Opinion by Jim Denney
When I was a child, I thought grownups had everything figured out. I looked at the example of my parents, and I assumed that all grownups were wise, knowledgeable, and sensible. Now that I’m a grownup, I know better.
I watch the news and see the squabbling, pettiness, selfishness, dishonesty, and corruption among our so-called “leaders” and I wonder why I ever wanted to grow up. I see far more wisdom and maturity in my children and grandchildren than I see in most of the people who are running our world.
There’s a deadly axe poised over the throat of our nation. Our leaders know it. They are saying nothing and doing nothing about it. That axe is the national debt.
When Admiral Mike Mullen was Chairman of the Joint Chiefs of Staff, he repeatedly warned us that the national debt is “the greatest threat to our national security.” And former Defense Secretary James Mattis, during his 2017 confirmation hearing, agreed and added, “I consider it an abrogation of our generation’s responsibility to transfer a debt of this size to our children.”
Despite these warnings, our nation’s leaders are spending lavishly today while passing the bill to our children and grandchildren. This is generational theft, the parents stealing from their own offspring.
Both political parties are to blame. Both houses of Congress are to blame. All recent occupants of the White House are to blame. The news media are to blame. And We the People are to blame. Our leaders know that voters like to get “free stuff” from the government, and we don’t care who pays for it — even if we pass the bill to our children and grandchildren.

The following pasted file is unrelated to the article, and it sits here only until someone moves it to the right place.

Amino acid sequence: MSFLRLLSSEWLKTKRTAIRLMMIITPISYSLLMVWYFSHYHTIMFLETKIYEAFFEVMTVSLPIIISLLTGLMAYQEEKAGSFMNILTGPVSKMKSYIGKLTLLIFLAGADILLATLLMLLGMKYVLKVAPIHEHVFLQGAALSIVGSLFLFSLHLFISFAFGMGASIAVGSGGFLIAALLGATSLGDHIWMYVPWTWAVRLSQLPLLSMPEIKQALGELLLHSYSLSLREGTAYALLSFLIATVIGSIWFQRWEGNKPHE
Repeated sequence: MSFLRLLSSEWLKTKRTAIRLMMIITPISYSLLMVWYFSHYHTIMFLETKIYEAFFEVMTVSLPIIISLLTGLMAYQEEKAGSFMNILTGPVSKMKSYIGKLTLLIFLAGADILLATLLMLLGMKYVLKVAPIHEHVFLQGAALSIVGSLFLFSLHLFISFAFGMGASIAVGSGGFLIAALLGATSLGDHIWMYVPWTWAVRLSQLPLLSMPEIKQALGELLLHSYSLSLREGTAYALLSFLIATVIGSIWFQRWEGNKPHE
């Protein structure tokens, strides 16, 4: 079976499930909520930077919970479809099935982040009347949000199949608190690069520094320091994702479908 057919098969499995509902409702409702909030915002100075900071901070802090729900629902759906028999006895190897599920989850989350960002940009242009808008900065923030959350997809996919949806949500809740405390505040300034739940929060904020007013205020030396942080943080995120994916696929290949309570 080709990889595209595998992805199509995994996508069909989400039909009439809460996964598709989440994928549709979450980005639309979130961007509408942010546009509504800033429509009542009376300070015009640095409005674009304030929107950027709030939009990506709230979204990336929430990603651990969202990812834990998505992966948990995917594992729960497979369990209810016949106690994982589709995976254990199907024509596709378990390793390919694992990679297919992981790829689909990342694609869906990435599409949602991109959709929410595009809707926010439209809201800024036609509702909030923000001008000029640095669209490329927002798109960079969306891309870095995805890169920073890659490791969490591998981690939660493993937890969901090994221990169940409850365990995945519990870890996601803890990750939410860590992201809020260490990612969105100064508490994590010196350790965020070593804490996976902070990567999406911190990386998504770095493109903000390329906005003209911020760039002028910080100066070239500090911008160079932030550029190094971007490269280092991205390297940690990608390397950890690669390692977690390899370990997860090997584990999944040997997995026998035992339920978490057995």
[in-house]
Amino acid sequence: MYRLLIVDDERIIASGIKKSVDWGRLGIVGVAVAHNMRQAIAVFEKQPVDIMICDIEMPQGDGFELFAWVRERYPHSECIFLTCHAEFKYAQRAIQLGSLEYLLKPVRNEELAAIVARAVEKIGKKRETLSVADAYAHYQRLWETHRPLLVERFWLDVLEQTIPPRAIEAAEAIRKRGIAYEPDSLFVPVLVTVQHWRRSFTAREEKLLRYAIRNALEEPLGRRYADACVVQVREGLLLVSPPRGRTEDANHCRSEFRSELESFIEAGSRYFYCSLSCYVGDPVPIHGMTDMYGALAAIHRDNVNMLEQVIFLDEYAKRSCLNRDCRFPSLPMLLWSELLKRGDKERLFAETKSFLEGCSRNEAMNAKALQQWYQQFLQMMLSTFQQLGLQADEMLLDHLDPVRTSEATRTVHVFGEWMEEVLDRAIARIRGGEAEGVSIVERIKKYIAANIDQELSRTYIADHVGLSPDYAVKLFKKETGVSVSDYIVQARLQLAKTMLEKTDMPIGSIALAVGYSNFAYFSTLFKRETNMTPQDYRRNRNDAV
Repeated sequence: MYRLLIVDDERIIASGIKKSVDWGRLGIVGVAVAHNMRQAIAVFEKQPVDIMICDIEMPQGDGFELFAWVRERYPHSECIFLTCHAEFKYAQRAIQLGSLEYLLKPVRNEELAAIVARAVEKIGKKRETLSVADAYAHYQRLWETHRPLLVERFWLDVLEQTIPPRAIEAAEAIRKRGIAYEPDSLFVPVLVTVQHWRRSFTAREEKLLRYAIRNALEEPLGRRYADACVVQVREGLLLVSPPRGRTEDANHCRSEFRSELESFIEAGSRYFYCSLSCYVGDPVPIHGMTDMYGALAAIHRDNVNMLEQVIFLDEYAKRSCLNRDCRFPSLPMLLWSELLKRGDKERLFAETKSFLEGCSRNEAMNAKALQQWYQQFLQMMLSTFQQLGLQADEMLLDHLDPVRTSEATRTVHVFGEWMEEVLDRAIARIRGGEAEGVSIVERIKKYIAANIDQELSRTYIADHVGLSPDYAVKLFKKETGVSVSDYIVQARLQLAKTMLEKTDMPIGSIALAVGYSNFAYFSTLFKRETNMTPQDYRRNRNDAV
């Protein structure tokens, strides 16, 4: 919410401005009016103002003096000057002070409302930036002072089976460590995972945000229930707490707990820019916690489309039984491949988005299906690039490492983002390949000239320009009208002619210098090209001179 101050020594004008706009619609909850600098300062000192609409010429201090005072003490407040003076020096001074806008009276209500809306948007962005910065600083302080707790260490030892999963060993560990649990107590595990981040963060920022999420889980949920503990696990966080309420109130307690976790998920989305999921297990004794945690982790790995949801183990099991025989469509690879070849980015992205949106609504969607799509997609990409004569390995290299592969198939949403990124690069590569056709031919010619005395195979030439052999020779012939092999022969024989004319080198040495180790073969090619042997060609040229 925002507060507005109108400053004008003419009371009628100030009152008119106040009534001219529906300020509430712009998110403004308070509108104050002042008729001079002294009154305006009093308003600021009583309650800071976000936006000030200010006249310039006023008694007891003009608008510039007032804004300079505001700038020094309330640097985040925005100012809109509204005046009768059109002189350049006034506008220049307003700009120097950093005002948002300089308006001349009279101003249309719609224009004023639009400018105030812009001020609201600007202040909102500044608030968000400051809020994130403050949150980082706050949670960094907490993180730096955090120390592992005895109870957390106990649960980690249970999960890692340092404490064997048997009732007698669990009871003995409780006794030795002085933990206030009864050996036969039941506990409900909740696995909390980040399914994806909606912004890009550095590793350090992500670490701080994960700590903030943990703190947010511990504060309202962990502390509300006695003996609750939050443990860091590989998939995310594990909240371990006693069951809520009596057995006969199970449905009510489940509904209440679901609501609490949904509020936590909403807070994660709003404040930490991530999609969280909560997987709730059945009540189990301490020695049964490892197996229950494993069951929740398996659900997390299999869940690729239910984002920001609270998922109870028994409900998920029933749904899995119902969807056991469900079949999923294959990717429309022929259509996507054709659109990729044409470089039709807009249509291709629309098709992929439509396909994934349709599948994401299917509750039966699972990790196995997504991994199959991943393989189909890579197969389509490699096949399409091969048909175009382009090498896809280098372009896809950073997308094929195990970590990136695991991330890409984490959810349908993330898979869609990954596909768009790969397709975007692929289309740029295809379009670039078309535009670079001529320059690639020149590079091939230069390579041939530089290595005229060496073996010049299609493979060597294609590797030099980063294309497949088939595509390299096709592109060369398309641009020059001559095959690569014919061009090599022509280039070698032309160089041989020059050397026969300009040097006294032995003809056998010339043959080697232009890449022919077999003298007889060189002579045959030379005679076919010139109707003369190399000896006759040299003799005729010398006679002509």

So our leaders battle each other for power and partisan advantage and do nothing to solve the great existential crisis of our time. Terrorists and other nations can’t destroy America — but our own leaders can. And they are. While they battle for political turf, the debt crisis threatens to collapse the world economy. Our so-called “leaders,” our “grownups,” are like children bickering over who gets to sit in the deck chairs on the Titanic.
What a contrast between the “leadership” we see all around us and authentic biblical leadership as described in Ray Stedman on Leadership. Ray was the pastor of Peninsula Bible Church in California for four decades. I began working as Ray’s writing partner in 1992, the final year of his life. He was a leader of great character and integrity — and this book contains his wisest insights on leadership from a biblical perspective. For more than twenty-five years, I’ve been privileged to work with transcripts and recordings of his sermons, helping to turn them into books. I think Ray Stedman on Leadership may be my favorite among the twenty-five books I’ve worked on with Ray. Here’s an excerpt from that book:
“The Leader in Conflict” by Ray Stedman
When I was training for the ministry, I traveled for several months as an assistant to Dr. Harry A. Ironside, pastor of the Moody Church in Chicago. I once heard Dr. Ironside relate an experience from his early life. His mother took him to a church meeting. During the meeting, conflict erupted between two Christian men. The situation became so heated that the men nearly came to blows. One man stood and shouted, “I don’t care what you do — I insist on my rights!”
An older man, who was partially deaf, leaned forward in his chair, cupped his ear, and said, “What did you say, brother? You demand your rights, do you? Brother, if you had your rights, you’d be in hell. The Lord Jesus didn’t come to get His rights — He came to get His wrongs, and He got them.”
The angry fellow blushed and tugged at his collar. “Brother,” he said, “you’re right. I’ve been foolish and selfish. I apologize. Settle the matter as you think best.”
Soon, there was perfect agreement where there had once been bitter conflict. Why? Because a man who had initially reacted in the flesh was reminded of what it means to have the mind of Christ. That reminder changed his heart — and resolved the conflict.